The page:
Letters to the Editor
What happened?As insiders of the Bush administration respond to the book by a former press secretary ("McClellan book draws angry retort," May 29), some of the president's closest advisers tell us that Scott McClellan was simply "out of the
As insiders of the Bush administration respond to the book by a former press secretary ("McClellan book draws angry retort," May 29), some of the president's closest advisers tell us that Scott McClellan was simply "out of the loop." It's hardly comforting to think that the chief spokesperson for the president didn't know what was going on in the years that led up to the war in Iraq. But there's finally some satisfaction in having McClellan admit that we've been lied to.
Mayor Nutter's announcement of 700 housing units for homeless Philadelphians is good news ("City, PHA have plan to house homeless," May 29). However, announcing is one thing; implementation is quite another.
Subsidized housing units are so precious that determining who benefits is critical. While most would think that units should go to those most likely to succeed, research shows that you can't select for success. "Housing First" efforts - where housing comes before services such as substance abuse or mental-health issues - are producing housing stability success rates of 85 percent and higher.
Across the country, cities and counties of all sizes have seen the merit and value of the "Housing First" strategy. Through its adoption, communities spend less than in providing temporary relief, and the homeless get what they need: a home.
The fairest policy for providing safe, affordable places to call "home" might be by lottery.
Phyllis Ryan Jackson
The potential fall of Ehud Olmert's government makes the prospect of peace talks "murky" and threatens to "deny President Bush a peace accord" ("Israeli premier is given ultimatum," May 29)? Please.
What makes the prospect of peace "murky," and what would deny President Bush a peace accord (as if he would be the primary beneficiary, not Israel!), is the Arab world's refusal to accept Israel as a Jewish state, with secure borders.
The day the Arab world accepts Israel and wants peace, there will be peace. Until then, it will not matter - as it has not mattered for the last 60 years - who governs Israel.
Philadelphia has given the Cradle of Liberty Council three choices: vacate by tomorrow, open the doors to gay members and staff, or pay $200,00 in annual rent ("The Boy Scouts need to wise up, or they'll lose out," May 29). The Scouts are suing for their right to assemble privately on public property as other organizations do without reproach. Other religious and civic groups use Philly facilities at minimal charge, so the Scouts argue rightly that they have been unfairly targeted for eviction.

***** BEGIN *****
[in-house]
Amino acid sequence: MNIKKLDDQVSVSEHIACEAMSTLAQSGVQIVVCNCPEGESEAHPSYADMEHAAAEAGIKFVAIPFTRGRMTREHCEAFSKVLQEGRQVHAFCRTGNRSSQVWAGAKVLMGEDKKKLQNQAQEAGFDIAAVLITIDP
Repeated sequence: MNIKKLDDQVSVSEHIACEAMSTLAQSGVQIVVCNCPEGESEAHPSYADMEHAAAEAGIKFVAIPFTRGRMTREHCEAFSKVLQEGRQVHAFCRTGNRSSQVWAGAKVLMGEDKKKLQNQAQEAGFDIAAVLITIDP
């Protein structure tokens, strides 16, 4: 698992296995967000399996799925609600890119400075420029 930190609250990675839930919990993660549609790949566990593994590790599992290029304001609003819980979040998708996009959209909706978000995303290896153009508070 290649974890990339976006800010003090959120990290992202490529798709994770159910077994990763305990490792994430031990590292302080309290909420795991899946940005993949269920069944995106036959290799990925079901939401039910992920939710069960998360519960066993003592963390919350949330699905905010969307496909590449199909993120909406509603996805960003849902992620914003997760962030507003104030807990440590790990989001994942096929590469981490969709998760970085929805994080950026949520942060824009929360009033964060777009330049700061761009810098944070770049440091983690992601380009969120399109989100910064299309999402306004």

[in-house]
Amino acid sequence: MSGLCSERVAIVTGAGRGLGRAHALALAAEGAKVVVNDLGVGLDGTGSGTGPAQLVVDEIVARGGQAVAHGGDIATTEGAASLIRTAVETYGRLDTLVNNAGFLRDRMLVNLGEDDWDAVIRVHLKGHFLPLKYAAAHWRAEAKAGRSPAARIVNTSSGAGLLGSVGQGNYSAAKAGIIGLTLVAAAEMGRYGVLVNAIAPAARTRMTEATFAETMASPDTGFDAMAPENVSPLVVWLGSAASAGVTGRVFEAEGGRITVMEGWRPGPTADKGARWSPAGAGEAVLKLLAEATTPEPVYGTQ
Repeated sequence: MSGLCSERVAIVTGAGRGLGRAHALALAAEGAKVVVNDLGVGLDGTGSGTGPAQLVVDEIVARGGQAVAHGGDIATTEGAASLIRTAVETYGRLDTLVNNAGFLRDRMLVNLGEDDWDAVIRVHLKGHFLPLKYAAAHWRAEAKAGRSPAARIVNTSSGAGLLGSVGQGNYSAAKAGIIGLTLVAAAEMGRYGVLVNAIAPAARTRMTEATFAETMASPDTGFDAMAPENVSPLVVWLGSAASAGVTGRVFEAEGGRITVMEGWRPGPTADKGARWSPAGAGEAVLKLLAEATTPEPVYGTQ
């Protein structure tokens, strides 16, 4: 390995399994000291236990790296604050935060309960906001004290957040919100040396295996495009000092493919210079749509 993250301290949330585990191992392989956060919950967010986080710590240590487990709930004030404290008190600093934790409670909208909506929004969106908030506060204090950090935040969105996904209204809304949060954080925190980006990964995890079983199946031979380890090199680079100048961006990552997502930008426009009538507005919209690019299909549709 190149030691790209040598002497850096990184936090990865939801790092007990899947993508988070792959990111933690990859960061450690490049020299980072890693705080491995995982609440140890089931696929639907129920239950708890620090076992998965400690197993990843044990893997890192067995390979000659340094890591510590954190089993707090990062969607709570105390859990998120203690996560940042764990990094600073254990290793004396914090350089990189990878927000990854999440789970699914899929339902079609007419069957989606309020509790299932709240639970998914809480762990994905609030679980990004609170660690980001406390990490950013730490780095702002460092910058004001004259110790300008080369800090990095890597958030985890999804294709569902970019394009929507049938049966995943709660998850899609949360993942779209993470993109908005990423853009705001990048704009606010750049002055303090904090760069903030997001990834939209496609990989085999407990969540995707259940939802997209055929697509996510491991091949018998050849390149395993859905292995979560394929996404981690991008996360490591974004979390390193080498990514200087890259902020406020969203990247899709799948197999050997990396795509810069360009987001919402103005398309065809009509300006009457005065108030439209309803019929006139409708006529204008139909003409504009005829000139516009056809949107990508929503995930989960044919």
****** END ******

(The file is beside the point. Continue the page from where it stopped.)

It's ironic that the city is begging for millions of state dollars to combat urban problems while trying to force out one of the greatest crime deterrents in all of Philadelphia - a character-building youth program that serves 70,000 boys.
Larry L. Garber
By describing my qualifications to represent New Jersey's First Congressional District as "shaky" ("Your name here," May 23), The Inquirer calls into question its own competency as a good and faithful manager of public opinion. The editors' knowledge of the Constitution is woefully lacking.
Here's what the Constitution requires as qualifications for this office: Over 25 and a U.S. citizen by birth. I am both. The newspaper's attempt to transcend this clear description of qualifications is itself "shaky," patently invalid, and borders on the ludicrous.
Moreover, after rightly taking Rob and Camille Andrews and the South Jersey Democratic bosses to task for allowing the Andrewses to play in two campaigns at once, the Senate and the House, The Inquirer describes Camille Andrews as an "ideal candidate" for her husband's abandoned seat. What a sorry and willful contradiction!
Hopefully, on Tuesday, First District voters will lay this double farce to rest.
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